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11 January 202417 minute read

Tax controversy in 2023: has inflation of taxing provisions been tamed?

This article was originally published in Tax Journal, [15 December] and is reproduced with permission from the publisher.

Have HMRC been pushing their interpretation of tax legislation too far? Jason Collins and Ravikaran Ahlawat (DLA Piper) look at lessons from some of this year’s key judgments.

HMRC has a deliberate strategy of losing cases. A former permanent secretary said that if HMRC didn’t lose some cases, it would not be doing its job properly, as it would not be establishing the boundaries of the law. HMRC boasts a success rate of at least 80%, rising to 90% in recent years. Is 2023 the year in which this win percentage started dropping back, and will 2024 also see this win ‘inflation’ tamed further?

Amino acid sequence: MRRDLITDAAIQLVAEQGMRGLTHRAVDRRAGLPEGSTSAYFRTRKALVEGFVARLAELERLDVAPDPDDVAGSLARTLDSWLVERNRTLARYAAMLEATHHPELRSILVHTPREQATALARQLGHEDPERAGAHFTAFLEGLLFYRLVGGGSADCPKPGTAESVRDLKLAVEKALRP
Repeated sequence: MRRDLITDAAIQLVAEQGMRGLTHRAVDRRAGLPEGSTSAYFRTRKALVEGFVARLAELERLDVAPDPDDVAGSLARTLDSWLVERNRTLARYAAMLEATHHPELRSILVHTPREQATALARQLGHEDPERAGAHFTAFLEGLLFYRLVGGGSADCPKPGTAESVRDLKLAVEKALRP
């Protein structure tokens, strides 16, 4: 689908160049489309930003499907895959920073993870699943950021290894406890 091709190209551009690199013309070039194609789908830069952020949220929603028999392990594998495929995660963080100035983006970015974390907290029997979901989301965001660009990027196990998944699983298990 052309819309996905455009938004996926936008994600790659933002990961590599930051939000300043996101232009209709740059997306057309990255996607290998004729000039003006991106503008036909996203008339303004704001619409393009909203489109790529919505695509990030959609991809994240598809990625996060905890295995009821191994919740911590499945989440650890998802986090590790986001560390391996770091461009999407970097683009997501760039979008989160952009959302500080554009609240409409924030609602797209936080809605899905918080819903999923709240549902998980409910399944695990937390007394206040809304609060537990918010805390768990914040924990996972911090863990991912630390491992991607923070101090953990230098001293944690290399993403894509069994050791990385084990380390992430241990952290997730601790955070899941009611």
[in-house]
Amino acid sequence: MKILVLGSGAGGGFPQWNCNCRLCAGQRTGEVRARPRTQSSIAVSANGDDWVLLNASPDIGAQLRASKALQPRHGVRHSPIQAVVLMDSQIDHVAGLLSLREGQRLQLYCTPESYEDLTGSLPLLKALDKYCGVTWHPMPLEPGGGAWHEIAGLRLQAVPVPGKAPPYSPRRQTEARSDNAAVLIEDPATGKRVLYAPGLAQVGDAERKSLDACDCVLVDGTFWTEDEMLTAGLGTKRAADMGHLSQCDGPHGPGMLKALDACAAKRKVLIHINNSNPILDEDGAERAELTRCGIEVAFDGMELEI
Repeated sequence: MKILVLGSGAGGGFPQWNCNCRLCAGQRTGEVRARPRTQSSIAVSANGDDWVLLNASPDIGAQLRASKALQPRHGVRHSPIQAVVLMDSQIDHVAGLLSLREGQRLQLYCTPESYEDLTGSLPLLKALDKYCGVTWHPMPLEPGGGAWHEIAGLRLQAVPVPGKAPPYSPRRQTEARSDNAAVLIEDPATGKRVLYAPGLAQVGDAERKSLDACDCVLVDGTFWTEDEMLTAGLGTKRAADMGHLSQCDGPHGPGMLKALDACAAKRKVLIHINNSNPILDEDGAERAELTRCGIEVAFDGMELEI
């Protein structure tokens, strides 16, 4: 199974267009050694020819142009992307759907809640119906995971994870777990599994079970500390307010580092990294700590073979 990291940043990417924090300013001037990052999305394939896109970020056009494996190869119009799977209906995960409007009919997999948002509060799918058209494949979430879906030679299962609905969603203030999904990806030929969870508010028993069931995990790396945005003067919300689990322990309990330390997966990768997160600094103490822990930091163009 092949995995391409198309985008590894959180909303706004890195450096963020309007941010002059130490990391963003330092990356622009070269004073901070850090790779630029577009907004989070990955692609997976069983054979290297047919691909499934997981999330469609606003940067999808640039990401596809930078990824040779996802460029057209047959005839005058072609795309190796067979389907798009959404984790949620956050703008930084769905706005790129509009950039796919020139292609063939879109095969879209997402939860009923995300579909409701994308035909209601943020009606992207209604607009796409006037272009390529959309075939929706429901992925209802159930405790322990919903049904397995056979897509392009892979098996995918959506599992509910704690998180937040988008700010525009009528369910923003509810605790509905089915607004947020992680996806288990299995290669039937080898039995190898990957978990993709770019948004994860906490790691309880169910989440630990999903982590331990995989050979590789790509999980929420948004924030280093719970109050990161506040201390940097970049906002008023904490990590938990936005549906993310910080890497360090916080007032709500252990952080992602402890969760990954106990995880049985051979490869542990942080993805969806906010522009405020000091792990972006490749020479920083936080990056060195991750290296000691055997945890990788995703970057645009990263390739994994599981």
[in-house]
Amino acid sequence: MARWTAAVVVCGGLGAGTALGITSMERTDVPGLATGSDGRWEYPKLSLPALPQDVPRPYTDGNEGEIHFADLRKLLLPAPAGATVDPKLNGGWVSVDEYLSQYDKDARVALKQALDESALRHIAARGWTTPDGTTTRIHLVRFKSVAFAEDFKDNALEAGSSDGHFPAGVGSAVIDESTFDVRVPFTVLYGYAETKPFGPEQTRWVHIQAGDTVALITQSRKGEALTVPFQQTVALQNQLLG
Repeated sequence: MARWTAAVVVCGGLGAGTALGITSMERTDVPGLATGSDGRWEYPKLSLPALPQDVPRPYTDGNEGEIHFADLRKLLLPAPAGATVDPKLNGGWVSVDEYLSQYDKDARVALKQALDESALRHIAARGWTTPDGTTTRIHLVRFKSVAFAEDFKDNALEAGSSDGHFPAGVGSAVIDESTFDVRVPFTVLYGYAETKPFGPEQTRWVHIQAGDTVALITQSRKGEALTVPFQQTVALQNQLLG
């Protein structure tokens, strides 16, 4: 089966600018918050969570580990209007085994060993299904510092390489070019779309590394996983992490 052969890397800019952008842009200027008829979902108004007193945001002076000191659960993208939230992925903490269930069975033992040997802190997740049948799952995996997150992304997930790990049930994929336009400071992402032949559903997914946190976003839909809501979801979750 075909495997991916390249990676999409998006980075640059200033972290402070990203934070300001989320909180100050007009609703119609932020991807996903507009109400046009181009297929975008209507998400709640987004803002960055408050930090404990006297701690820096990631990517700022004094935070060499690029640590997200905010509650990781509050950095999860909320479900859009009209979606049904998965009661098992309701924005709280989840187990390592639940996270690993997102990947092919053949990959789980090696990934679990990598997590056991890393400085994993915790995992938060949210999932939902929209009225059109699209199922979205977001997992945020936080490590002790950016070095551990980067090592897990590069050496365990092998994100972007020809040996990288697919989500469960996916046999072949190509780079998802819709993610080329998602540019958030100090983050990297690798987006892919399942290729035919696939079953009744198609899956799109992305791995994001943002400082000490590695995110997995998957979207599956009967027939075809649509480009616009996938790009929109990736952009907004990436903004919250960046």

Many taxpayers and practitioners will recognise the move by HMRC towards stretching existing legislation to the max. It is not a surprise that HMRC has done this – for years the courts grappled with how far they could go with ‘purposive construction’ of tax legislation. A low water mark for HMRC was Mayes [2011] EWCA CIV 407, where the Court of Appeal (CA) found that gaps in legislation which was highly prescriptive could not be ‘filled in’ by the courts, and the Supreme Court (SC) refused HMRC permission to appeal. The high water mark is probably the SC’s decisions in UBS [2016] UKSC 13 where the court surprised everyone and took a very expansive view of the root of the legislation to find against the taxpayer. Since then, numerous cases have flown through the courts with judges at all levels very happy to trounce the taxpayer. This has led to the battle-weary joke that the purpose of tax legislation is to raise tax, so the courts will always find for HMRC – and has led to a tremendous amount of uncertainty.